Every once in a while, cosmologists are dragged, kicking and screaming, into a universe much more unsettling than they had any reason to expect. In the 1500s and 1600s, Copernicus, Kepler, and Newton showed that Earth is just one of many planets orbiting one of many stars, destroying the comfortable Medieval notion of a closed and tiny cosmos. In the 1920s, Edwin Hubble showed that our universe is constantly expanding and evolving, a finding that eventually shattered the idea that the universe is unchanging and eternal. And in the past few decades, cosmologists have discovered that the ordinary matter that makes up stars and galaxies and people is less than 5% of everything there is. Grappling with this new understanding of the cosmos, scientists face one overriding question: What is the universe made of?

This question arises from years of progressively stranger observations. In the 1960s, astronomers discovered that galaxies spun around too fast for the collective pull of the stars' gravity to keep them from flying apart. Something unseen appears to be keeping the stars from flinging themselves away from the center: unilluminated matter that exerts extra gravitational force. This is dark matter.

Over the years, scientists have spotted some of this dark matter in space; they have seen ghostly clouds of gas with x-ray telescopes, watched the twinkle of distant stars as invisible clumps of matter pass in front of them, and measured the distortion of space and time caused by invisible mass in galaxies. And thanks to observations of the abundances of elements in primordial gas clouds, physicists have concluded that only 10% of ordinary matter is visible to telescopes.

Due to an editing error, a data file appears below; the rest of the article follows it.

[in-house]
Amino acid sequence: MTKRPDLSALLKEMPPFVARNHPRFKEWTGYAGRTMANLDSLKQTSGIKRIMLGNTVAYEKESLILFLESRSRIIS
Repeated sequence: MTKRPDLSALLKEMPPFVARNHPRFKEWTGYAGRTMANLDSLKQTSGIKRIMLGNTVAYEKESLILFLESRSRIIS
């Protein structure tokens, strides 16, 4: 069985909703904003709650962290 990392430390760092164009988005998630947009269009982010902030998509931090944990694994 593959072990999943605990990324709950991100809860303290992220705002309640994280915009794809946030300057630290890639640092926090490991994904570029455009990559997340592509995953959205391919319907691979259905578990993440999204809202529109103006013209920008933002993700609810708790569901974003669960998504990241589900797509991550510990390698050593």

In the dark. Dark matter holds galaxies together; supernovae measurements point to a mysterious dark energy.

But even multiplying all the visible "ordinary" matter by 10 doesn't come close to accounting for how the universe is structured. When astronomers look up in the heavens with powerful telescopes, they see a lumpy cosmos. Galaxies don't dot the skies uniformly; they cluster together in thin tendrils and filaments that twine among vast voids. Just as there isn't enough visible matter to keep galaxies spinning at the right speed, there isn't enough ordinary matter to account for this lumpiness. Cosmologists now conclude that the gravitational forces exerted by another form of dark matter, made of an as-yet-undiscovered type of particle, must be sculpting these vast cosmic structures. They estimate that this exotic dark matter makes up about 25% of the stuff in the universe--five times as much as ordinary matter.

But even this mysterious entity pales by comparison to another mystery: dark energy. In the late 1990s, scientists examining distant supernovae discovered that the universe is expanding faster and faster, instead of slowing down as the laws of physics would imply. Is there some sort of antigravity force blowing the universe up?

All signs point to yes. Independent measurements of a variety of phenomena--cosmic background radiation, element abundances, galaxy clustering, gravitational lensing, gas cloud properties--all converge on a consistent, but bizarre, picture of the cosmos. Ordinary matter and exotic, unknown particles together make up only about 30% of the stuff in the universe; the rest is this mysterious anti-gravity force known as dark energy.

This means that figuring out what the universe is made of will require answers to three increasingly difficult sets of questions. What is ordinary dark matter made of, and where does it reside? Astrophysical observations, such as those that measure the bending of light by massive objects in space, are already yielding the answer. What is exotic dark matter? Scientists have some ideas, and with luck, a dark-matter trap buried deep underground or a high-energy atom smasher will discover a new type of particle within the next decade. And finally, what is dark energy? This question, which wouldn't even have been asked a decade ago, seems to transcend known physics more than any other phenomenon yet observed. Ever-better measurements of supernovae and cosmic background radiation as well as planned observations of gravitational lensing will yield information about dark energy's "equation of state"--essentially a measure of how squishy the substance is. But at the moment, the nature of dark energy is arguably the murkiest question in physics--and the one that, when answered, may shed the most light.